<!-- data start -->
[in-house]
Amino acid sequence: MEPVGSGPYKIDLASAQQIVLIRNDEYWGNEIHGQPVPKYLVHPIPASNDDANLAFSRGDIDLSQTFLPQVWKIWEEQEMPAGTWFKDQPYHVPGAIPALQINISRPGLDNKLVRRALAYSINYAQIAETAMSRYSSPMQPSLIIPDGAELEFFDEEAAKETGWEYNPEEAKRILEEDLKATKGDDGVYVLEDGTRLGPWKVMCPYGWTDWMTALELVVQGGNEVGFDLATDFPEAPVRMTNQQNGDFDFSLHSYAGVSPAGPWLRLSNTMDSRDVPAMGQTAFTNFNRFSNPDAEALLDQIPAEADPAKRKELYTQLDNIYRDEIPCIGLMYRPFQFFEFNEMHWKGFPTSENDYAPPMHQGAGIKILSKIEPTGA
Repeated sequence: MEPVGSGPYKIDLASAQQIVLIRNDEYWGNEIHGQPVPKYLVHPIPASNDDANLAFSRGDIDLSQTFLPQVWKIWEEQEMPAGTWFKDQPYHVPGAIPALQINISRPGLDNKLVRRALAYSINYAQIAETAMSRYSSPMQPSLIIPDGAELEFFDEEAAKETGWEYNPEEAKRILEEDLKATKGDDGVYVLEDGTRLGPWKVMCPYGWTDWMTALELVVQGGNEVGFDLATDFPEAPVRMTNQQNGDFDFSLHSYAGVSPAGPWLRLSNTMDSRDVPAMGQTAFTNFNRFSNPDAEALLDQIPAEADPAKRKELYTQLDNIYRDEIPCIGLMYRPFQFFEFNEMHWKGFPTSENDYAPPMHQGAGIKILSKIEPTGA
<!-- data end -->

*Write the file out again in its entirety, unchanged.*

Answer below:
[in-house]
Amino acid sequence: MEPVGSGPYKIDLASAQQIVLIRNDEYWGNEIHGQPVPKYLVHPIPASNDDANLAFSRGDIDLSQTFLPQVWKIWEEQEMPAGTWFKDQPYHVPGAIPALQINISRPGLDNKLVRRALAYSINYAQIAETAMSRYSSPMQPSLIIPDGAELEFFDEEAAKETGWEYNPEEAKRILEEDLKATKGDDGVYVLEDGTRLGPWKVMCPYGWTDWMTALELVVQGGNEVGFDLATDFPEAPVRMTNQQNGDFDFSLHSYAGVSPAGPWLRLSNTMDSRDVPAMGQTAFTNFNRFSNPDAEALLDQIPAEADPAKRKELYTQLDNIYRDEIPCIGLMYRPFQFFEFNEMHWKGFPTSENDYAPPMHQGAGIKILSKIEPTGA
Repeated sequence: MEPVGSGPYKIDLASAQQIVLIRNDEYWGNEIHGQPVPKYLVHPIPASNDDANLAFSRGDIDLSQTFLPQVWKIWEEQEMPAGTWFKDQPYHVPGAIPALQINISRPGLDNKLVRRALAYSINYAQIAETAMSRYSSPMQPSLIIPDGAELEFFDEEAAKETGWEYNPEEAKRILEEDLKATKGDDGVYVLEDGTRLGPWKVMCPYGWTDWMTALELVVQGGNEVGFDLATDFPEAPVRMTNQQNGDFDFSLHSYAGVSPAGPWLRLSNTMDSRDVPAMGQTAFTNFNRFSNPDAEALLDQIPAEADPAKRKELYTQLDNIYRDEIPCIGLMYRPFQFFEFNEMHWKGFPTSENDYAPPMHQGAGIKILSKIEPTGA